Roanoke, VA (May 15, 2014) – BBB is issuing an alert on a debit card phone scam that has been making its way across the country. Residents in Alaska, Florida, Idaho, and Missouri have all reported being contacted via phone calls and text messages from someone claiming to represent their bank asking for personal information.
The con may come in the form of either a phone call or a text message. The phone call features an automated voice claiming that the consumer’s debit card has been deactivated and to press 1 to reactivate. Then the voice asks for the debit card number. Consumers report that the text message stated that their credit card or debit card had been deactivated, and to call a local area code number to re-activate. A recording then asked for a 16-digit credit card number, expiration date, CVV code (card security code) and PIN.
BBB Serving Western VA is warning Virginia residents about the scam before they begin receiving these phone calls and text messages.
“Your bank will never call you with an automated phone number, or send you a text message saying that your card has been deactivated,” says Julie Wheeler, President and CEO of BBB Serving Western VA. “Just remember that your bank already has your personal information and banking numbers. If you receive any suspicious call or message from someone purporting to be your bank, hang up and call your bank directly.”
Follow these BBB tips:
- Don’t panic. Scam artists count on their victims making a rushed decision. Take a deep breath and pause before acting on, or responding to, any suspicious phone call or text message.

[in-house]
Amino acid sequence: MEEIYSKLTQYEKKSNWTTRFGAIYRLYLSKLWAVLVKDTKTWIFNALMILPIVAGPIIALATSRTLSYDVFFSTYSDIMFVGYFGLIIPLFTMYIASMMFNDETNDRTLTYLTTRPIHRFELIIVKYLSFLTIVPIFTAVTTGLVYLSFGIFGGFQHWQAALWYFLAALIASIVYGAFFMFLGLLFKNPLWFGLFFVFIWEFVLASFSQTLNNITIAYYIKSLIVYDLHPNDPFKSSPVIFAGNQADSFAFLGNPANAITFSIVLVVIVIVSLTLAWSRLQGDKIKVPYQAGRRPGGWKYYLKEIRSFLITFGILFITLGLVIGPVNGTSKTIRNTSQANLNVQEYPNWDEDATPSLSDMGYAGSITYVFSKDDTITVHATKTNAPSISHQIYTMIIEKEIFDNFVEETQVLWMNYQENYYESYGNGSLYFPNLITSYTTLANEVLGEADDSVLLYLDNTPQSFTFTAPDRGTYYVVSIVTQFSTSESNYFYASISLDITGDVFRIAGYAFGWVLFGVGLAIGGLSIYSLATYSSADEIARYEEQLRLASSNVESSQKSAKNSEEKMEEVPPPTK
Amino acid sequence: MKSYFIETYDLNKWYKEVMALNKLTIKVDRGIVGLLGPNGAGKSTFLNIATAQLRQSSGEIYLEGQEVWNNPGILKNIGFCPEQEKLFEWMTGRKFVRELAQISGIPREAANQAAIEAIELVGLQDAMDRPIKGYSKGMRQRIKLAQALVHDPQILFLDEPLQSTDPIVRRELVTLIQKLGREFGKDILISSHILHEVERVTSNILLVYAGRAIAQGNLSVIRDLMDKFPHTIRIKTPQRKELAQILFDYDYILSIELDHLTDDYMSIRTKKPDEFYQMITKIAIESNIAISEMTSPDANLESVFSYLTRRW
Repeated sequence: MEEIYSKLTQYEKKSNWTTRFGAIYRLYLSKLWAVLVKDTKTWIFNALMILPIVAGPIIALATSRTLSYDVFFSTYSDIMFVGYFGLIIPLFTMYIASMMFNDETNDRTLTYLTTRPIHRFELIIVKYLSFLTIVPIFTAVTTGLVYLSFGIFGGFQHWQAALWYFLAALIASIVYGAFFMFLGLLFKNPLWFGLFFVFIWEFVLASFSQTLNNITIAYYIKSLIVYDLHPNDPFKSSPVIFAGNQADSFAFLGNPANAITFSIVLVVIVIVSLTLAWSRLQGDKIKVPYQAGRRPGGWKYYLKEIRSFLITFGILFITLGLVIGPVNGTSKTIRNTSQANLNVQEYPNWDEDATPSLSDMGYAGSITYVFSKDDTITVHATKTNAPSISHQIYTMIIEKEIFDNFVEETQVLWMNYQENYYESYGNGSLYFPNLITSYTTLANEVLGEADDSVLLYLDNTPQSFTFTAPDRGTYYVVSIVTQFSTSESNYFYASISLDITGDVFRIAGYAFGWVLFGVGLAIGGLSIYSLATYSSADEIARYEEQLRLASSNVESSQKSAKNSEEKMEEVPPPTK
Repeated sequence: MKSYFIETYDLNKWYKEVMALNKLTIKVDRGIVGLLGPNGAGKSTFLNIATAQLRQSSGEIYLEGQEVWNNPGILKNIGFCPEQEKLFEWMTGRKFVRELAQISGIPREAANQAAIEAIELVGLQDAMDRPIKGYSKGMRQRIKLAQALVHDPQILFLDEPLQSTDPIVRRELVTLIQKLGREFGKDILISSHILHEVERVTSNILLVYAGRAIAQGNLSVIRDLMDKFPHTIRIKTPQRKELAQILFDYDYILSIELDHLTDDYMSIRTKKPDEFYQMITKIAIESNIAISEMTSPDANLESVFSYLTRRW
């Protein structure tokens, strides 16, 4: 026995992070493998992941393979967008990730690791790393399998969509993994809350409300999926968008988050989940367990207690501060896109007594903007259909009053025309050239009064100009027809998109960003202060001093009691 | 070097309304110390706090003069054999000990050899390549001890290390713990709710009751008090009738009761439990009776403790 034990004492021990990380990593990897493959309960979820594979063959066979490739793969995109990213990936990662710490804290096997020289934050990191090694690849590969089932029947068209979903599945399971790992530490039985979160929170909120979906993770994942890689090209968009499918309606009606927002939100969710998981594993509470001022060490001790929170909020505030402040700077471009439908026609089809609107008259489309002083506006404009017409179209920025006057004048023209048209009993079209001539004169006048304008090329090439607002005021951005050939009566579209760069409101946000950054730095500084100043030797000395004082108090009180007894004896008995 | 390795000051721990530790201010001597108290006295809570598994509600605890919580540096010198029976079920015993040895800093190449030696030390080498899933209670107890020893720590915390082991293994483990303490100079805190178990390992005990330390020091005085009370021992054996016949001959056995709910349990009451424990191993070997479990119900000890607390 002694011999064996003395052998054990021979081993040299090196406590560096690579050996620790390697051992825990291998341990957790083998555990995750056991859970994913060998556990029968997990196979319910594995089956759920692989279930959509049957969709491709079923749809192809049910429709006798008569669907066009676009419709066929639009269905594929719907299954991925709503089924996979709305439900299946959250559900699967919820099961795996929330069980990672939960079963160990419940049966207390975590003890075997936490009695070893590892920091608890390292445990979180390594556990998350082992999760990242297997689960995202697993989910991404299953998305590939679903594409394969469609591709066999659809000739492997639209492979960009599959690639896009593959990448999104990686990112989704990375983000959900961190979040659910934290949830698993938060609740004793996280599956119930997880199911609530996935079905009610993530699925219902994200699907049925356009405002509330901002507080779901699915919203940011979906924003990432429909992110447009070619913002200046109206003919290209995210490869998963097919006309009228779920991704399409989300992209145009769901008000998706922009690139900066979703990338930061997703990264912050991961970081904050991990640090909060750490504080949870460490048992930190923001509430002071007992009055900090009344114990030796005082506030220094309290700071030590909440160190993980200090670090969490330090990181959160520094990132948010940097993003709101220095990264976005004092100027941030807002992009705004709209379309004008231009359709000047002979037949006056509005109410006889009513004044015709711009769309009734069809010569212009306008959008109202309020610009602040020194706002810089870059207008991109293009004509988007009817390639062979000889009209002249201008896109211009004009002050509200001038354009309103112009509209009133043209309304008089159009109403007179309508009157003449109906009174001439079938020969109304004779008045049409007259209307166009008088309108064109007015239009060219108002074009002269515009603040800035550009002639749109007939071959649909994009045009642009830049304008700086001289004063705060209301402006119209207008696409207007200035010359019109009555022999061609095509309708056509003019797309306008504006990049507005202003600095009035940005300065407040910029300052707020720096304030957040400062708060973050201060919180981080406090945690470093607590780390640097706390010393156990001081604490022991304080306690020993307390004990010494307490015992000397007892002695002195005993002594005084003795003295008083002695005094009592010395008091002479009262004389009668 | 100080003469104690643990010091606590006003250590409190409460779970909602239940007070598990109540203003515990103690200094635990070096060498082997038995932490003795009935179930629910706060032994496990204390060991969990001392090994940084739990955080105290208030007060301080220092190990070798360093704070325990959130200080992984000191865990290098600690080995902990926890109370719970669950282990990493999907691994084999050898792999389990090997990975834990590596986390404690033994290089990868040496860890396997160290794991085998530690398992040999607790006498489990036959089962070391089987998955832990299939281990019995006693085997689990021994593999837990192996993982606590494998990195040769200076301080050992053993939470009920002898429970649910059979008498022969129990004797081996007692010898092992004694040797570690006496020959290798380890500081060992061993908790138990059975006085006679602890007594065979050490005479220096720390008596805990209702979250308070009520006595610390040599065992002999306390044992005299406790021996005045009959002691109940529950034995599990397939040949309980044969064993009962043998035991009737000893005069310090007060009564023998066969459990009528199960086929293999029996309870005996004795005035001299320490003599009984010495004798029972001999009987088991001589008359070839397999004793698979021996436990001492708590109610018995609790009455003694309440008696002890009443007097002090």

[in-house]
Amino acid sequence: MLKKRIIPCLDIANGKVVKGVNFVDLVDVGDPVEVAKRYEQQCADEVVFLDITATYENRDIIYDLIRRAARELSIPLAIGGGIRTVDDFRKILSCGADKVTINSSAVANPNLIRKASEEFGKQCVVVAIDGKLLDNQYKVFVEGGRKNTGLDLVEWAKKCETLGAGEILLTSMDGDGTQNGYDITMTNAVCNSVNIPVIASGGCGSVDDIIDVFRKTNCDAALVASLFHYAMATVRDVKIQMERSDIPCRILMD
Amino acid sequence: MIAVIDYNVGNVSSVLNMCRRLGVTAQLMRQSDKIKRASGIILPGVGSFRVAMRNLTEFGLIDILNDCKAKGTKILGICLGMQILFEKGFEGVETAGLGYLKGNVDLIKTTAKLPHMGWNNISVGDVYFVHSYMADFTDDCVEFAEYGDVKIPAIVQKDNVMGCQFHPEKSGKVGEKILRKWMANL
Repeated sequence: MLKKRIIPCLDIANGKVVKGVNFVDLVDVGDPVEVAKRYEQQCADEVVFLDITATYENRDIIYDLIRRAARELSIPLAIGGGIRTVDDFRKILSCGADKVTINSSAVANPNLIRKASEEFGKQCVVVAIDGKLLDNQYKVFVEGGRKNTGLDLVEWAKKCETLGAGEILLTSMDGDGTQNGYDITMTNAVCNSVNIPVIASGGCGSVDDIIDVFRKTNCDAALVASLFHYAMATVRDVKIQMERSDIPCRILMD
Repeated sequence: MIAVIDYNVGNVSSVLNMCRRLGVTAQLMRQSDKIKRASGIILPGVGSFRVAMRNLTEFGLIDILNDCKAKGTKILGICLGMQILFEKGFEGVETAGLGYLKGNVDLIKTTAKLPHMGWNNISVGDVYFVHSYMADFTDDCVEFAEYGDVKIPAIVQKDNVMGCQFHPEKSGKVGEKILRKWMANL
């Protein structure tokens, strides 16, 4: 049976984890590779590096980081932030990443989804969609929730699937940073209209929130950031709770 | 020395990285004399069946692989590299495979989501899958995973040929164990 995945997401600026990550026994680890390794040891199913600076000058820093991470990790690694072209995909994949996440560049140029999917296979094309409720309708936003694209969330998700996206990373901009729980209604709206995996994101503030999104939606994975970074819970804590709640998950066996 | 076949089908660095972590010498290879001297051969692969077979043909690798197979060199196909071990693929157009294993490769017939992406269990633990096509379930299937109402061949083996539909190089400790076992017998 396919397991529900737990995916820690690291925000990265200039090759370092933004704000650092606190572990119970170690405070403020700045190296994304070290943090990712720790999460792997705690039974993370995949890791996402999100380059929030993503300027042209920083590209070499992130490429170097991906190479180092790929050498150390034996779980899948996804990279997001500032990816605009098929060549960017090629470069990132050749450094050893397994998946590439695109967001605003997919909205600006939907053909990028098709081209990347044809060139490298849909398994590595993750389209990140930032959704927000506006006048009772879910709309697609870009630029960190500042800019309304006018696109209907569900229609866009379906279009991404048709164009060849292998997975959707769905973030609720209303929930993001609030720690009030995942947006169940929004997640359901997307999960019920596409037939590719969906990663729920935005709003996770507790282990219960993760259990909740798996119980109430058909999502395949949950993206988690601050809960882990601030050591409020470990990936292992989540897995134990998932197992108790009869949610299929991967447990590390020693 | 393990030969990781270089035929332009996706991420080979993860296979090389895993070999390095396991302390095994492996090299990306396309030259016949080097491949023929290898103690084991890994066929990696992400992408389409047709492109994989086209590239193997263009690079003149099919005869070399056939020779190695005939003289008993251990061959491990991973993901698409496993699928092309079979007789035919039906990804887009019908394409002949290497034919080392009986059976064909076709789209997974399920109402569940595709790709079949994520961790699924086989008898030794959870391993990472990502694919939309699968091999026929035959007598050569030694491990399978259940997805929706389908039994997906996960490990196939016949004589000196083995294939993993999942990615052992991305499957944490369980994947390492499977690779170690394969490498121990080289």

- Never give out any financial information, such as your bank account, credit card or Social Security numbers over the phone.
- Think about what you’re being told. If a caller claims to be with your bank or your credit card company and wants your account information so they can verify it, they aren’t telling the truth; your bank and your credit card company already have this information.
- Listen closely. If the caller uses poor grammar and/or has a heavy accent, be on alert. Many fraudulent calls originate overseas.
- Trust your instincts. If something doesn’t seem right to you, end the call or ask the caller to call back later, after you’ve had time to research their claims.
- Don’t rely on caller ID. Scammers can use technology to make it appear as though their calls are coming from legitimate businesses.
- Start with Trust! Contact the BBB first by going to www.bbb.org or by calling (800) 533-5501
The BBB is a nonprofit, business-supported organization that sets and upholds high standards for fair and honest business behavior. The BBB provides objective advice, free BBB Business Reviews on more than 4 million companies, 11,000 charity reviews, dispute resolution service, alerts and educational information on topics affecting marketplace trust. Please visit www.bbb.org for more information.
Posted By Valerie Garner